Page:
Tuesday, December 23, 2008

Sansom's Hiding Place

Florida newspapers from Miami to Tallahassee are ganging up on state representative Ray Samson (R-Destin) for his painfully obvious pay-for-play politics.

The way it worked was simple: Bob Richburg, the president of Okaloosa County Junior College... sorry, now it's Northwest Florida State College, thanks also to pay-for-play hanky-panky .... handed Samson a $122 million wish list and Sansom got a cushy $110 thousand job in return for funding most of it.

Worse, some of those funds supposedly earmarked for "education" turn out to have been designated to build a customized airport hanger suspiciously identical to one wanted for personal use by a Sansom campaign finance contributor. Wink-wink. Your scarce taxpayer dollars at work.

Here's more, from the News Herald:
Since 2006, when he became House budget chairman, Sansom helped the college get $35 million above what the Department of Education recommended. This year, while the Legislature was attempting to close a $6 billion shortfall, he secured $25.5 million for the school, which was $24.5 million above what had been initially budgeted. That was the single-largest public education capital outlay for community college projects this year.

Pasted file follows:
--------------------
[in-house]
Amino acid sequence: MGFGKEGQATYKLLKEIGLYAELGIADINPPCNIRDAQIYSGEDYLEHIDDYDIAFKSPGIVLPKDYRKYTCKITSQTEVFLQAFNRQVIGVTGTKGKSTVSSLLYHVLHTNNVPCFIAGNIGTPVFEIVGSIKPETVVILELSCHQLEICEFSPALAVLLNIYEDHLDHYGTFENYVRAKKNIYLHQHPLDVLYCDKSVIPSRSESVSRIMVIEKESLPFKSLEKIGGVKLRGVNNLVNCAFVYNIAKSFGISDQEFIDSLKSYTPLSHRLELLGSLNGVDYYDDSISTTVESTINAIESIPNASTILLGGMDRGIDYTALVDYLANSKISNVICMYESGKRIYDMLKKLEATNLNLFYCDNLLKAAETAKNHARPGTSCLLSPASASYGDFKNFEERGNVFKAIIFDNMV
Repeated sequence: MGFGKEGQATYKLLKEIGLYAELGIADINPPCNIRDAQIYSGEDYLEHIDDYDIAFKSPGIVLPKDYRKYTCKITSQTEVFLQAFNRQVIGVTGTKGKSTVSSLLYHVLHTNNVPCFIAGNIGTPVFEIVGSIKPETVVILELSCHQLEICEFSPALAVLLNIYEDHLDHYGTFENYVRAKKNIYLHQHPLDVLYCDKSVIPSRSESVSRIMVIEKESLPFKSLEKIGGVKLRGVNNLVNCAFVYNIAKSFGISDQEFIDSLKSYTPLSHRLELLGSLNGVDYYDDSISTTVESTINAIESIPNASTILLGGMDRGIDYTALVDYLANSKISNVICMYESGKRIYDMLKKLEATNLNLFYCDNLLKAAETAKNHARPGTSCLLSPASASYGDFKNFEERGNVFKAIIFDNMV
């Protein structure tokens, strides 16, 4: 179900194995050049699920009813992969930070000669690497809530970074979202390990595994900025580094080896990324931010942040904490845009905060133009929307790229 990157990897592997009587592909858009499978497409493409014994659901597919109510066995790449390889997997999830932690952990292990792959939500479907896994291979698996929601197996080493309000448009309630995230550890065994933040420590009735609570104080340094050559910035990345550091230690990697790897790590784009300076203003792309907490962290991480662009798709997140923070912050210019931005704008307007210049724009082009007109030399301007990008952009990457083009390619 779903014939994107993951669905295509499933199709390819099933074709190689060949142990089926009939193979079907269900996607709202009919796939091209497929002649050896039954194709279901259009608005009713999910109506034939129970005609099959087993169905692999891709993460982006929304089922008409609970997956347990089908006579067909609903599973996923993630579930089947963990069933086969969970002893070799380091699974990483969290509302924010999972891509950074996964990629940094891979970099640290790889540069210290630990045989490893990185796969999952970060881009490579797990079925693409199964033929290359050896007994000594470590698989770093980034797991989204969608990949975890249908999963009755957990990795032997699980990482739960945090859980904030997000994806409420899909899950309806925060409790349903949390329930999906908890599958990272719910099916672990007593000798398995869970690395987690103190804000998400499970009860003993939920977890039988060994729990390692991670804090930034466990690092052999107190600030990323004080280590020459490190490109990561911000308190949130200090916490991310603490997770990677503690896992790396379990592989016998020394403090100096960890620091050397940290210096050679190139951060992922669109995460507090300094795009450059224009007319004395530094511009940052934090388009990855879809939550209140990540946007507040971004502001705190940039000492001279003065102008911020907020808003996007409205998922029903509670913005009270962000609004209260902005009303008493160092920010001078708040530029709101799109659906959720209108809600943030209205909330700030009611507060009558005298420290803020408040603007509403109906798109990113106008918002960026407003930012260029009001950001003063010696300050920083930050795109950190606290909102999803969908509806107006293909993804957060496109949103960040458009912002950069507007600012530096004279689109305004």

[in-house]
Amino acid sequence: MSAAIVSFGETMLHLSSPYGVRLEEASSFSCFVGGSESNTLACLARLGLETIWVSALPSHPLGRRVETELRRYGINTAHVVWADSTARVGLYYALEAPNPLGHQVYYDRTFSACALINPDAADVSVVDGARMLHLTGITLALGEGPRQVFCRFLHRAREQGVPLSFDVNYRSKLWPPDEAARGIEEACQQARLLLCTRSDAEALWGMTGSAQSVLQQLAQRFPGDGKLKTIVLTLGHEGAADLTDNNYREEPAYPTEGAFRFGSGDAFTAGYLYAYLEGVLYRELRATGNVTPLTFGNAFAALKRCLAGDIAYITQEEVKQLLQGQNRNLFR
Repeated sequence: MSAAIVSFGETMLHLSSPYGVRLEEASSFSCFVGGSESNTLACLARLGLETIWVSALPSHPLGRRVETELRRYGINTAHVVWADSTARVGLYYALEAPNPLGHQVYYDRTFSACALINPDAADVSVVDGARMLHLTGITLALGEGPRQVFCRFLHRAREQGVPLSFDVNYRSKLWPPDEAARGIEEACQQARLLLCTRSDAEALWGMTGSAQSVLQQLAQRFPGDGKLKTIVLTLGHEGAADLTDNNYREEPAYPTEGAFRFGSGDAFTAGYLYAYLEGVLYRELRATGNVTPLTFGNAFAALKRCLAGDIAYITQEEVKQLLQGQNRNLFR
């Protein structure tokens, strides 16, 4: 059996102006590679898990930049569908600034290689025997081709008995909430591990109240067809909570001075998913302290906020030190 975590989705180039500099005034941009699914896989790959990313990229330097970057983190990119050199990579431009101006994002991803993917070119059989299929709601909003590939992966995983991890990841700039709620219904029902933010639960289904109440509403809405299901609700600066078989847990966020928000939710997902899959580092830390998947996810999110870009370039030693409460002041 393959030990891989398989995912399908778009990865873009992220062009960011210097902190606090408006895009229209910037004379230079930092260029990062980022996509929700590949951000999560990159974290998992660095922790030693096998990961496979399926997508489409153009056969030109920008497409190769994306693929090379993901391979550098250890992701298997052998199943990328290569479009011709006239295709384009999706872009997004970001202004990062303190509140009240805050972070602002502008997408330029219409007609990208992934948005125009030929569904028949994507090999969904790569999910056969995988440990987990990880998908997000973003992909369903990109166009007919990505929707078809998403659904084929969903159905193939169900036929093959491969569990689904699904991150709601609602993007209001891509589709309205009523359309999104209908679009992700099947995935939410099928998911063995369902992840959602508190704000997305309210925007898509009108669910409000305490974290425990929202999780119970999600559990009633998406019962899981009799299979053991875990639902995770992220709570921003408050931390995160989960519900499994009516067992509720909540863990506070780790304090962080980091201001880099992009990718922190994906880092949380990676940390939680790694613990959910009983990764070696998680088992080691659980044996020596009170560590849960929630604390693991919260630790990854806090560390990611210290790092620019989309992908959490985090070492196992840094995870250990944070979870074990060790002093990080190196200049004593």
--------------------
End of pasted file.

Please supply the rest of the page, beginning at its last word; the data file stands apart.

Today's PNJ joins in with an editorial summarizing how Sansom is now avoiding all questions about the recent revelations. It's titled "Sansom Has No Place to Hide."

The thing is, he does have a hidey-hole. It's in the U.S. Attorney's office for the Northern District of Florida. We're still living in the Bush era, after all.

Northern Illinois U.S. Attorney Patrick Fitzgerald may see pay-for-play politics as an indictable offense -- it's called bribery and extortion in his book. Apparently, however, North Florida's acting U.S. Attorney, Thomas Kirwin, doesn't have a book.

Quite a few Florida newspapers, pols, and good-government types are demanding that Sansom resign as speaker of the state house of representatives. There's even a web site called SackSansom.com.

What? And leave him sitting there, a free man, in the Florida House of Representatives? We don't get that. If a publicly-paid politician in Illinois, or just about anywhere else, abuses his position to feather his own nest, we'd expect him to be indicted. If a publicly-paid politician does it in Florida, he should get a mere job demotion?

And what about Sansom's publicly-paid academic accomplice? He should testifying in front of a grand jury right now.

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